Founded by Jamsetji Tata in 1868, the Tata group is a global enterprise, headquartered in India, comprising over 100 independent operating companies. The group operates in more than 100 countries across six continents, with a mission ‘To improve the quality of life of the communities they serve globally, through long-term stakeholder value creation based on Leadership with Trust’.
There are 29 publicly-listed Tata enterprises with a combined market capitalisation of about $116 billion (as of March 31, 2016). Tata companies with significant scale include Tata Steel, Tata Motors, Tata Consultancy Services, Tata Power, Tata Chemicals, Tata Global Beverages, Tata Teleservices, Titan, Tata Communication and Indian Hotels.
In tandem with the increasing international footprint of Tata companies, the Tata brand is also gaining international recognition. Tata companies bring to their customers worldwide a whole host of reputed brands which touch their lives every day. Brand finance, a UK- based consultancy firm, has valued Tata’s multi-brand portfolio at over $23 billion in 2016.
Tata companies are building multinational businesses that seek to differentiate themselves through customer-centric, innovation, entrepreneurship, trustworthiness and value-driven business operations, while balancing the interests of diverse stakeholders including shareholders, employees and civil society.Ratan Tata, former Group Chairman, Tata group, is a true believer in India’s potential to solve global problems at an exponential scale, with its abundance of intellectual prowess and tech-savvy minds. He has made a string of personal investments in new ventures which embody the creativity and innovation of young India.
In 2015, the innovationXchange (iXc) at the Australian Department of Foreign Affairs and Trade was launched as part of the Australian Aid Program to address the growing need for innovative and transformative solutions for intractable problems facing people living in developing countries. The iXc aims to foster a culture of innovation in our aid program by harnessing new technologies, methodologies, and partnerships. It understands collaboration is pivotal, partnering with other government agencies, the private sector, NGOs, and academics to source new ideas for piloting and experimentation.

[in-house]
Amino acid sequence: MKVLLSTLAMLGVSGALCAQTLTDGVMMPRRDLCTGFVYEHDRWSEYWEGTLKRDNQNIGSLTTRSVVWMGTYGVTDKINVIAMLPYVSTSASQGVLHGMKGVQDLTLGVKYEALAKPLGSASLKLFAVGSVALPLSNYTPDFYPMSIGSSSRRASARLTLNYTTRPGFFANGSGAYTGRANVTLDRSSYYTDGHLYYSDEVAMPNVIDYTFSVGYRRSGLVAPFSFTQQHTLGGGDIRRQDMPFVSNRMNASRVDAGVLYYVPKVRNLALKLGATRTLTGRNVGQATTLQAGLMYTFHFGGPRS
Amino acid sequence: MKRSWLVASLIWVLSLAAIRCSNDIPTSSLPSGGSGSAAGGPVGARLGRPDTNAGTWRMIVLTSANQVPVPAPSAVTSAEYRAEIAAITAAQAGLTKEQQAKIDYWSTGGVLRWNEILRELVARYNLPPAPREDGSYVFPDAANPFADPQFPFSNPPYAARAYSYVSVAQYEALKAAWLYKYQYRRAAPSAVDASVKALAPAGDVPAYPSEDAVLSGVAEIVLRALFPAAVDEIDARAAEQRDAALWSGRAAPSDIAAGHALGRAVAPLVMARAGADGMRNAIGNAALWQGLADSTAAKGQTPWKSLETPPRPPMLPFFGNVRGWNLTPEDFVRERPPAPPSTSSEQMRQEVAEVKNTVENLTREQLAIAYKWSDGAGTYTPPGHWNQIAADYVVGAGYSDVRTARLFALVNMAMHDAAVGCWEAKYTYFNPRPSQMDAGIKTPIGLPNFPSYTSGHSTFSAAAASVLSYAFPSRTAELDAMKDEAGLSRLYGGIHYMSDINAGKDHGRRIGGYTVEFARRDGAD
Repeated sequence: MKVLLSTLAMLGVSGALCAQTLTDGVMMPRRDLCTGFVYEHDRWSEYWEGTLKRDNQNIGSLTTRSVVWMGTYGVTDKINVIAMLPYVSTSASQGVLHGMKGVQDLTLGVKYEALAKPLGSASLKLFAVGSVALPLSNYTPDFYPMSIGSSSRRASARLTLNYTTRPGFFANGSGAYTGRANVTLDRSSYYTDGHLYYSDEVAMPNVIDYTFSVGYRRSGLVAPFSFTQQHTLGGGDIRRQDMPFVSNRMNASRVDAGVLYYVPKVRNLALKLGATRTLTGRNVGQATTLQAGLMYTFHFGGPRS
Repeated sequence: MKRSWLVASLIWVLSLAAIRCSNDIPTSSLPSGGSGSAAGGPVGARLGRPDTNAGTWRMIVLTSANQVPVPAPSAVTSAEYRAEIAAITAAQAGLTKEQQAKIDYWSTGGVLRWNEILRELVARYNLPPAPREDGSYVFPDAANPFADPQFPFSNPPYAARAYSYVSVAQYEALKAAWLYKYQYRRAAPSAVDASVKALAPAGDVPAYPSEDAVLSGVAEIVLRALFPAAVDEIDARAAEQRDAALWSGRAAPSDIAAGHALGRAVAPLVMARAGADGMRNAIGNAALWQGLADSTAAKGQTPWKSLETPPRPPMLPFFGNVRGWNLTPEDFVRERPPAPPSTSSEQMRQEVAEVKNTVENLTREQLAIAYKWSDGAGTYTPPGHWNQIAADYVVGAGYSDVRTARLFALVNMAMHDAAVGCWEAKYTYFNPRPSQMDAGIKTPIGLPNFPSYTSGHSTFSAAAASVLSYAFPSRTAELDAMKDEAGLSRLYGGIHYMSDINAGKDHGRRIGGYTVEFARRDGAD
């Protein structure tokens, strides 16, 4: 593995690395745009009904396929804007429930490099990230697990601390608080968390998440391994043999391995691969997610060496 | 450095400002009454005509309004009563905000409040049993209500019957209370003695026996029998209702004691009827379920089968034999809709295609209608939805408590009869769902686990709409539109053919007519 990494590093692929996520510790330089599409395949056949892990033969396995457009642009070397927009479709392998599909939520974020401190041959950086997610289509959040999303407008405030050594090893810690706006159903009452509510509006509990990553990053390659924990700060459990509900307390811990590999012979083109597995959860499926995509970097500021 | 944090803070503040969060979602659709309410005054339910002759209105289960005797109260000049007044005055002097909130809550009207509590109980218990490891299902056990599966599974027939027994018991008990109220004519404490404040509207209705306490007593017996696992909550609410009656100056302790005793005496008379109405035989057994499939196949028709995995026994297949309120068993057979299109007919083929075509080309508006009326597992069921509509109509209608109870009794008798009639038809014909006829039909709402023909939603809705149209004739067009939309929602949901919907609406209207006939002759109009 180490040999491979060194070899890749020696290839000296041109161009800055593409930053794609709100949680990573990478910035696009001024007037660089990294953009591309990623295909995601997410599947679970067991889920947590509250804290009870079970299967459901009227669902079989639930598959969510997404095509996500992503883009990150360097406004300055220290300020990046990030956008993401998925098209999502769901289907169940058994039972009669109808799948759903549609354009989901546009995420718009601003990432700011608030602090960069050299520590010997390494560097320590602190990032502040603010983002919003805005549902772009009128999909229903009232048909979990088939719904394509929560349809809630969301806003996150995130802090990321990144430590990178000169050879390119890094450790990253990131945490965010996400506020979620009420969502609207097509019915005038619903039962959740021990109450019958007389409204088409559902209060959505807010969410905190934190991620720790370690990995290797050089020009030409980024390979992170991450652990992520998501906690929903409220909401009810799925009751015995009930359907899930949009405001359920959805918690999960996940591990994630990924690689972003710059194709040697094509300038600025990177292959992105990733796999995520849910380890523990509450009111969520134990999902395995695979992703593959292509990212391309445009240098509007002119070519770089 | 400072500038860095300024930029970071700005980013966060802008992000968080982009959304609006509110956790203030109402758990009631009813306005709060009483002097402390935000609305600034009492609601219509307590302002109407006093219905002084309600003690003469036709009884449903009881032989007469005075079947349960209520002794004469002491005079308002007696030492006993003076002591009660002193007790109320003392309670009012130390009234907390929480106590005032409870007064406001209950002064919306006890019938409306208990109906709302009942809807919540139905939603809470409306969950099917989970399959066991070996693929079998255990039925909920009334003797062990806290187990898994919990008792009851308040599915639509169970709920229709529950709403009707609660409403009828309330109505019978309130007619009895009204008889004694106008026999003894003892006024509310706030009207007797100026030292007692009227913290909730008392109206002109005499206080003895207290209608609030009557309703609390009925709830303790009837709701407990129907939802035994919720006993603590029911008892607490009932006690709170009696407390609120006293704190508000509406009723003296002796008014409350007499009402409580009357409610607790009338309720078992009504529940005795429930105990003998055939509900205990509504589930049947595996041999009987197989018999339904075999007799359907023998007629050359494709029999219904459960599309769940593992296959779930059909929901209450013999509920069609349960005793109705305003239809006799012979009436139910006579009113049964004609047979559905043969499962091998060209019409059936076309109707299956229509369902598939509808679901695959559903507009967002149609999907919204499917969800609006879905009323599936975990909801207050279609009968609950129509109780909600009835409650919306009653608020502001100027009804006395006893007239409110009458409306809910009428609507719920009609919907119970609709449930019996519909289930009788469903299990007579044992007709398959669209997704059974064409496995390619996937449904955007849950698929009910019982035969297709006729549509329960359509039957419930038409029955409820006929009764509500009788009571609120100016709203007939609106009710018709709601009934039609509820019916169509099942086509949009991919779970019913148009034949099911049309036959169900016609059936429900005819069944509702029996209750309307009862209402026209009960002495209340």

Each of the iXc’s development portfolios – health and water, economic growth and humanitarian – challenge convention, seeking new ways to multiply the impact of Australian aid in the Indo-Pacific. The iXc has led a variety of open innovation processes to help improve humanitarian responses in the Pacific, aquaculture in the Indian Ocean, and food choices to reduce worsening malnutrition levels in our region. It is also initiating an ambitious social entrepreneurship and financing agenda to equip local innovators and entrepreneurs with the skills, networks, capital, and access to markets required to make their businesses viable, attractive to investment, and scalable.
With global partners the iXc supports an online platform to allow hundreds of organisations across the world to share information on innovations and seek finance for them where necessary. It will seek to invest in a range of debt, equity and grant funding initiatives that enable new technologies, behavioural science approaches, and business models to be explored. The iXc believes it is crucial for all contributors to share lessons learned on development innovations being trialled and will continue to seek opportunities to scale successful pilots.
For more information, you can visit: to https://innovationxchange.dfat.gov.au/